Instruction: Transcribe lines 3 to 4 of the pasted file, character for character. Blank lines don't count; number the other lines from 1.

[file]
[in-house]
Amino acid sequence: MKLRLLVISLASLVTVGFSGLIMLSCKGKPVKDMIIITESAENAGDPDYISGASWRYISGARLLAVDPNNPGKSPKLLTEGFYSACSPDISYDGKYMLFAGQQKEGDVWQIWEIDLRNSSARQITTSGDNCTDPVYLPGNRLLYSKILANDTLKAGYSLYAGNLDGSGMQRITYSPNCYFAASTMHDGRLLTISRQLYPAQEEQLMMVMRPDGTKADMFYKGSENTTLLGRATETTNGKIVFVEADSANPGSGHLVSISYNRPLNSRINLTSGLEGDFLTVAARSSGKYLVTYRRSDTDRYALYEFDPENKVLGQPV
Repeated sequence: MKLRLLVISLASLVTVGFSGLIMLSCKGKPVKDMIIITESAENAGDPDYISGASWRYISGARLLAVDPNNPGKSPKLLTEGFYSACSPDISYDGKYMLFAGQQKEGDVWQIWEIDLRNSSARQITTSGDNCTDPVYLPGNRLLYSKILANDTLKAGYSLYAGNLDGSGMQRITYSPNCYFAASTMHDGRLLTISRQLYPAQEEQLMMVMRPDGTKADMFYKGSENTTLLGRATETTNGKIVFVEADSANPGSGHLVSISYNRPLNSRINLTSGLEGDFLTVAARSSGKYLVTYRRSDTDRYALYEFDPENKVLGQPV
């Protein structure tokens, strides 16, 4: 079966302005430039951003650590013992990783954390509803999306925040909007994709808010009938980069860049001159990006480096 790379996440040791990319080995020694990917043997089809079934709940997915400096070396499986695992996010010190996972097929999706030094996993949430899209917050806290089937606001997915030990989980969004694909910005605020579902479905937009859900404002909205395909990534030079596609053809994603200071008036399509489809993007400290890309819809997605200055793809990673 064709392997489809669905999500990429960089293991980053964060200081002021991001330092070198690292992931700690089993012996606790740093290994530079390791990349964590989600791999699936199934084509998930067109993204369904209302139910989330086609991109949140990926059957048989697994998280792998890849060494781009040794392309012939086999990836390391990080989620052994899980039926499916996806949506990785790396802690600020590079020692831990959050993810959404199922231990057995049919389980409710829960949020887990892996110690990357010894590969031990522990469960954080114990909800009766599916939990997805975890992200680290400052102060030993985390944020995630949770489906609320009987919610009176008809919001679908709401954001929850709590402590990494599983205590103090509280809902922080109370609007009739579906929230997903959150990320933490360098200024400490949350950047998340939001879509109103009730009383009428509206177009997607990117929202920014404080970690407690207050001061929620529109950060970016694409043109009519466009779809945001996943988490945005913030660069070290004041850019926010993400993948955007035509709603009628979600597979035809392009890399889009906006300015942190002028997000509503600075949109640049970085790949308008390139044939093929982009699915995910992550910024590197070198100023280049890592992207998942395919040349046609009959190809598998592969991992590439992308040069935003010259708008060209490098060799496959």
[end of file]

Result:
Repeated sequence: MKLRLLVISLASLVTVGFSGLIMLSCKGKPVKDMIIITESAENAGDPDYISGASWRYISGARLLAVDPNNPGKSPKLLTEGFYSACSPDISYDGKYMLFAGQQKEGDVWQIWEIDLRNSSARQITTSGDNCTDPVYLPGNRLLYSKILANDTLKAGYSLYAGNLDGSGMQRITYSPNCYFAASTMHDGRLLTISRQLYPAQEEQLMMVMRPDGTKADMFYKGSENTTLLGRATETTNGKIVFVEADSANPGSGHLVSISYNRPLNSRINLTSGLEGDFLTVAARSSGKYLVTYRRSDTDRYALYEFDPENKVLGQPV
């Protein structure tokens, strides 16, 4: 079966302005430039951003650590013992990783954390509803999306925040909007994709808010009938980069860049001159990006480096 790379996440040791990319080995020694990917043997089809079934709940997915400096070396499986695992996010010190996972097929999706030094996993949430899209917050806290089937606001997915030990989980969004694909910005605020579902479905937009859900404002909205395909990534030079596609053809994603200071008036399509489809993007400290890309819809997605200055793809990673 064709392997489809669905999500990429960089293991980053964060200081002021991001330092070198690292992931700690089993012996606790740093290994530079390791990349964590989600791999699936199934084509998930067109993204369904209302139910989330086609991109949140990926059957048989697994998280792998890849060494781009040794392309012939086999990836390391990080989620052994899980039926499916996806949506990785790396802690600020590079020692831990959050993810959404199922231990057995049919389980409710829960949020887990892996110690990357010894590969031990522990469960954080114990909800009766599916939990997805975890992200680290400052102060030993985390944020995630949770489906609320009987919610009176008809919001679908709401954001929850709590402590990494599983205590103090509280809902922080109370609007009739579906929230997903959150990320933490360098200024400490949350950047998340939001879509109103009730009383009428509206177009997607990117929202920014404080970690407690207050001061929620529109950060970016694409043109009519466009779809945001996943988490945005913030660069070290004041850019926010993400993948955007035509709603009628979600597979035809392009890399889009906006300015942190002028997000509503600075949109640049970085790949308008390139044939093929982009699915995910992550910024590197070198100023280049890592992207998942395919040349046609009959190809598998592969991992590439992308040069935003010259708008060209490098060799496959």